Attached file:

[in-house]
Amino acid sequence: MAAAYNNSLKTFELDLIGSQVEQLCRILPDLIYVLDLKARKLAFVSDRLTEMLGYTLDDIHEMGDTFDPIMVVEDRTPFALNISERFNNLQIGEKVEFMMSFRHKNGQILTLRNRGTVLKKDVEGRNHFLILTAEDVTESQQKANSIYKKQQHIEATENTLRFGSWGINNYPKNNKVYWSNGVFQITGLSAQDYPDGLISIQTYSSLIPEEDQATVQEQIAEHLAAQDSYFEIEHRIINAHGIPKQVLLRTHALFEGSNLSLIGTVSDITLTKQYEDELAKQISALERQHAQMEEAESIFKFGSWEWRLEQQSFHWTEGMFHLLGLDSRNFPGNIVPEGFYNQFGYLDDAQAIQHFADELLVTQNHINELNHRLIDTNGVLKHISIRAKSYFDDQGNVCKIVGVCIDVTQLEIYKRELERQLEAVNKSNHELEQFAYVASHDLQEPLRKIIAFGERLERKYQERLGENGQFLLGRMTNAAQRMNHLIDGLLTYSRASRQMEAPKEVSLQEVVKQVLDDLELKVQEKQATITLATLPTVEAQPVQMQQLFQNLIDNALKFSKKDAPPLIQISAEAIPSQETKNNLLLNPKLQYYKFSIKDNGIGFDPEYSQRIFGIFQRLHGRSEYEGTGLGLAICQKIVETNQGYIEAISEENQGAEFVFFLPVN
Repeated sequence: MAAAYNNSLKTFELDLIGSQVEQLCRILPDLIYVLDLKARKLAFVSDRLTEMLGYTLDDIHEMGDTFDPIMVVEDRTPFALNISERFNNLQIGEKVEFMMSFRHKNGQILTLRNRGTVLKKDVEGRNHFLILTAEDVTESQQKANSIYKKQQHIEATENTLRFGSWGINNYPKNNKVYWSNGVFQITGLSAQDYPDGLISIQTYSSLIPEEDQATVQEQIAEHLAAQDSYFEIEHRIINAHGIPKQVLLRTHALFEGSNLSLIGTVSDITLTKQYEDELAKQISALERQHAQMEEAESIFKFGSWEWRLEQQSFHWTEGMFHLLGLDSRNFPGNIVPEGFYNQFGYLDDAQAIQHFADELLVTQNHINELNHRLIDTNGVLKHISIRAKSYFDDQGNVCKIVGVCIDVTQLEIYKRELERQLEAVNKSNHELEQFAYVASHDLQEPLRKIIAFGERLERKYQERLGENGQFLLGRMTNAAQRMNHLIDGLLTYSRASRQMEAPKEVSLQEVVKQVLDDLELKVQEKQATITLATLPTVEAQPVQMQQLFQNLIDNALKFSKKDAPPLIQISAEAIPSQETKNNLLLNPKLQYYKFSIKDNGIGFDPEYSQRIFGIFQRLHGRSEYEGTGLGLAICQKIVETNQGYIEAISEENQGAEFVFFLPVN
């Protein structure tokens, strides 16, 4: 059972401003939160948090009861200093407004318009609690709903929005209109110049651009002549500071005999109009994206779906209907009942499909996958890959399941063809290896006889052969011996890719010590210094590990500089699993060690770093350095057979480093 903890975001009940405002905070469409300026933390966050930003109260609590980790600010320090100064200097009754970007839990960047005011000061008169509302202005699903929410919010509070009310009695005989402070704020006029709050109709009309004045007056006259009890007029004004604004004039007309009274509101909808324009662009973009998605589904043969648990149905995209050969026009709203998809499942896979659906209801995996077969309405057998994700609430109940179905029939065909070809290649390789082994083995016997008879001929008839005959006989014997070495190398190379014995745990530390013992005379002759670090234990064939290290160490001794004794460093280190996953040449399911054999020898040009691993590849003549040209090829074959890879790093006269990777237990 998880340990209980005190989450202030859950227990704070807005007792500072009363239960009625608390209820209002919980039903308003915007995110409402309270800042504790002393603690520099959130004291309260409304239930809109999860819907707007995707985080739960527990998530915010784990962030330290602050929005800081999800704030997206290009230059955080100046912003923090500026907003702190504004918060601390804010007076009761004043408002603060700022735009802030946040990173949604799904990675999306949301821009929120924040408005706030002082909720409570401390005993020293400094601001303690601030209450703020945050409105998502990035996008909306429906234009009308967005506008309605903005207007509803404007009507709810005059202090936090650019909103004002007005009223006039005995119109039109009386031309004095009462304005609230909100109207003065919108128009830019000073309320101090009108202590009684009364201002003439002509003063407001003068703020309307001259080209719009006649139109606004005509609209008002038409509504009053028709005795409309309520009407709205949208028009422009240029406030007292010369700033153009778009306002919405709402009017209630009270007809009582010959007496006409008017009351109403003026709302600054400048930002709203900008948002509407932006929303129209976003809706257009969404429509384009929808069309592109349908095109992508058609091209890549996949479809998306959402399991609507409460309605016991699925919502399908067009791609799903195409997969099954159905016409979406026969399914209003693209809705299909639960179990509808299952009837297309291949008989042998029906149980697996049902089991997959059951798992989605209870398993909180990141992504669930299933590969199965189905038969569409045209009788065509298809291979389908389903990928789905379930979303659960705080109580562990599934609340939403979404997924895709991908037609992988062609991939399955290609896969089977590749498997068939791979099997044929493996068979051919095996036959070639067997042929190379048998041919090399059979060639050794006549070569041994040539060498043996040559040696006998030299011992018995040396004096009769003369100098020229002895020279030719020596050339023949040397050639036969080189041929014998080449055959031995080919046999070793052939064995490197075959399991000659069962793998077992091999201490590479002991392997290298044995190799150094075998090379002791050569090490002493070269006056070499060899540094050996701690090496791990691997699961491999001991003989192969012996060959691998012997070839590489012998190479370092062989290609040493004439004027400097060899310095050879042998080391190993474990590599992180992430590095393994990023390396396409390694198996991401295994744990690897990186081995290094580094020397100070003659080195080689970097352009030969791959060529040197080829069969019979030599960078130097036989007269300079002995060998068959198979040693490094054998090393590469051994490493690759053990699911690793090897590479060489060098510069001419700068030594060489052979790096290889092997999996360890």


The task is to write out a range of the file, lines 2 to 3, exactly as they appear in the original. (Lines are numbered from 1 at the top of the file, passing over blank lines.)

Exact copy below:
Amino acid sequence: MAAAYNNSLKTFELDLIGSQVEQLCRILPDLIYVLDLKARKLAFVSDRLTEMLGYTLDDIHEMGDTFDPIMVVEDRTPFALNISERFNNLQIGEKVEFMMSFRHKNGQILTLRNRGTVLKKDVEGRNHFLILTAEDVTESQQKANSIYKKQQHIEATENTLRFGSWGINNYPKNNKVYWSNGVFQITGLSAQDYPDGLISIQTYSSLIPEEDQATVQEQIAEHLAAQDSYFEIEHRIINAHGIPKQVLLRTHALFEGSNLSLIGTVSDITLTKQYEDELAKQISALERQHAQMEEAESIFKFGSWEWRLEQQSFHWTEGMFHLLGLDSRNFPGNIVPEGFYNQFGYLDDAQAIQHFADELLVTQNHINELNHRLIDTNGVLKHISIRAKSYFDDQGNVCKIVGVCIDVTQLEIYKRELERQLEAVNKSNHELEQFAYVASHDLQEPLRKIIAFGERLERKYQERLGENGQFLLGRMTNAAQRMNHLIDGLLTYSRASRQMEAPKEVSLQEVVKQVLDDLELKVQEKQATITLATLPTVEAQPVQMQQLFQNLIDNALKFSKKDAPPLIQISAEAIPSQETKNNLLLNPKLQYYKFSIKDNGIGFDPEYSQRIFGIFQRLHGRSEYEGTGLGLAICQKIVETNQGYIEAISEENQGAEFVFFLPVN
Repeated sequence: MAAAYNNSLKTFELDLIGSQVEQLCRILPDLIYVLDLKARKLAFVSDRLTEMLGYTLDDIHEMGDTFDPIMVVEDRTPFALNISERFNNLQIGEKVEFMMSFRHKNGQILTLRNRGTVLKKDVEGRNHFLILTAEDVTESQQKANSIYKKQQHIEATENTLRFGSWGINNYPKNNKVYWSNGVFQITGLSAQDYPDGLISIQTYSSLIPEEDQATVQEQIAEHLAAQDSYFEIEHRIINAHGIPKQVLLRTHALFEGSNLSLIGTVSDITLTKQYEDELAKQISALERQHAQMEEAESIFKFGSWEWRLEQQSFHWTEGMFHLLGLDSRNFPGNIVPEGFYNQFGYLDDAQAIQHFADELLVTQNHINELNHRLIDTNGVLKHISIRAKSYFDDQGNVCKIVGVCIDVTQLEIYKRELERQLEAVNKSNHELEQFAYVASHDLQEPLRKIIAFGERLERKYQERLGENGQFLLGRMTNAAQRMNHLIDGLLTYSRASRQMEAPKEVSLQEVVKQVLDDLELKVQEKQATITLATLPTVEAQPVQMQQLFQNLIDNALKFSKKDAPPLIQISAEAIPSQETKNNLLLNPKLQYYKFSIKDNGIGFDPEYSQRIFGIFQRLHGRSEYEGTGLGLAICQKIVETNQGYIEAISEENQGAEFVFFLPVN